Bitcoin mining in Iceland is sucking up so much energy that officials are worried they soon won’t have enough power to run the country.
In the last six months, miners have been flocking to the island nation, where abundant and cheap renewable energy and arctic air (to keep servers from overheating) make it a bitcoin miner’s paradise. But the energy-intensive process of mining cryptocurrency threatens to overwhelm the country’s energy infrastructure. If it continues apace, it’ll eat more energy than all of Iceland’s residents would consume before the end of the year.
“Four months ago, I could not have predicted this trend,” Johann Snorri Sigurbergsson, a business development manager at the energy company HS Orka, told the Associated Press. Now he expects the energy demands from cryptocurrency miners will double the country’s energy consumption estimates and end up using more energy than all Icelandic households.
Sigurbergsson told the Washington Post that almost every day for the past six months, he’s received a call from a foreign company looking to set up mining operations in the country. And if they were to accept all the requests, they would run out of energy.
“If all these projects are realized, we won’t have enough energy for it,” Sigurbergsson told the BBC.
But that is not just the only reason they are moving to Iceland.
Evaluation of the country’s regulatory status was ‘outstanding’. The report adds that the selection of Iceland is “fully complementary” with the regulatory and legal requirements of firms operating in the European Union and the United States. Artmotion’s Data Privacy Report (2015) also ranks Iceland as the 3rd best country for data protection and security, out of 170, based on independent data from the United Nations and World Economic Forum (WEF) . In comparison, the same benchmark rated the UK in 23rd place globally, while the US only ranked as the 38th best. The strength and relevance of its information and communication technology (ICT) laws were also rated highly by the WEF. Out of 139 countries, Iceland ranked 9th – compared to much larger rivals such as the US, for example, in 11th place.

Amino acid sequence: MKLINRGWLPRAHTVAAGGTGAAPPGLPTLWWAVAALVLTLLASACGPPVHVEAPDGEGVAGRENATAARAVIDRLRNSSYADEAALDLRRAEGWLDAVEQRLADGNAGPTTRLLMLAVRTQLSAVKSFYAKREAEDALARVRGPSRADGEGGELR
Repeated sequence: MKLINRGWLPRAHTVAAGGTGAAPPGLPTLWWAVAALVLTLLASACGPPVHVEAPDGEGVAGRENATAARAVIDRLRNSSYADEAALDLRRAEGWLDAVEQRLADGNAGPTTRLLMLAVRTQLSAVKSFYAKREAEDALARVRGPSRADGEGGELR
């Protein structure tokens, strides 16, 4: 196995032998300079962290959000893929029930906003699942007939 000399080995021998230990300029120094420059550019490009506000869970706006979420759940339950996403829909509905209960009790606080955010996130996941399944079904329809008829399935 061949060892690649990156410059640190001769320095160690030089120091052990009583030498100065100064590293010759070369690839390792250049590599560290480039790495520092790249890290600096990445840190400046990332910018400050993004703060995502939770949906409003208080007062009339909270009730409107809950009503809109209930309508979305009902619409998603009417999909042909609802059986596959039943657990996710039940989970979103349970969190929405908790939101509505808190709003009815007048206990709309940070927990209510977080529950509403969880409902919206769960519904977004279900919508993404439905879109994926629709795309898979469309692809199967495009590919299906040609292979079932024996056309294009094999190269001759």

Furthermore Iceland, as an EEA member state, has implemented a national data protection framework that meets the requirements of both the existing EU Directive 95/46/EU (the Data Protection Directive), and the upcoming General Data Protection Regulation (GDPR) – due to come into force 25 May, 2018, which will introduce a number of new requirements around data accountability, controls, protection and obligations, both domestically and cross-border.
I think it is also important to note that over and above these requirements, the country has introduced an “Icelandic Modern Media Initiative” (IMMI). This set of thirteen separate pieces of media related legislation aims to specifically protect individuals by completely prohibiting disclosure requests by foreign governments or law enforcement organizations. In addition, the harmonized data protection laws of the EU/EEA mean that the personal data of EU citizens can be transferred to Iceland and secured/processed in the same way as it would be domestically. So firms wishing to transfer data to Iceland from the United States have no limitations in respect of cross border transfers, but they must still comply with the relevant state and federal laws that help to ensure privacy and security of personal data.
The obvious baseline is that if we're using lots of energy for an industrial sector, then some value should be left behind in Iceland. Traditionally this will be wages for workers, taxes, and other investments.
— Smári McCarthy (@smarimc) February 12, 2018
The way bitcoin works, miners, as they’re called, task themselves with verifying bitcoin transactions on a global ledger, where all bitcoin transactions are recorded. In exchange, they’re rewarded in bitcoin. The way the currency is structured, there will eventually be a cap at 21 million bitcoins in circulation, which means there are about 4 million left to mine. The more bitcoins are in circulation, the more computing power it takes to verify the transactions.
As a result, miners are constantly seeking out cheap and reliable energy sources to power their computers. And Iceland has plenty of that. The country’s grid is powered entirely through its abundant sources of renewable energy, a combination of hydroelectric and geothermal power.
But Icelandic politicians aren’t entirely thrilled with the cryptocurrency boom hitting their shores. Smári McCarthy, of Iceland’s Pirate Party, wants to see cryptocurrencies flourish in Iceland but hopes that they’ll be regulated by a similar set of rules that govern the trading of stocks and bonds.
For context, 10MW of energy is peanuts to the Bitcoin network. That's enough to light 2.5 million lightbulbs. The scale factors at play are enormous.
— Smári McCarthy (@smarimc) February 12, 2018
Bitcoin mining is using a ton of energy globally. A single transaction uses the same amount of energy as the average U.S. household in a week, and, as of November, bitcoin was using more energy than about 160 countries. It’s expected to use more power than the entire world does today by 2020.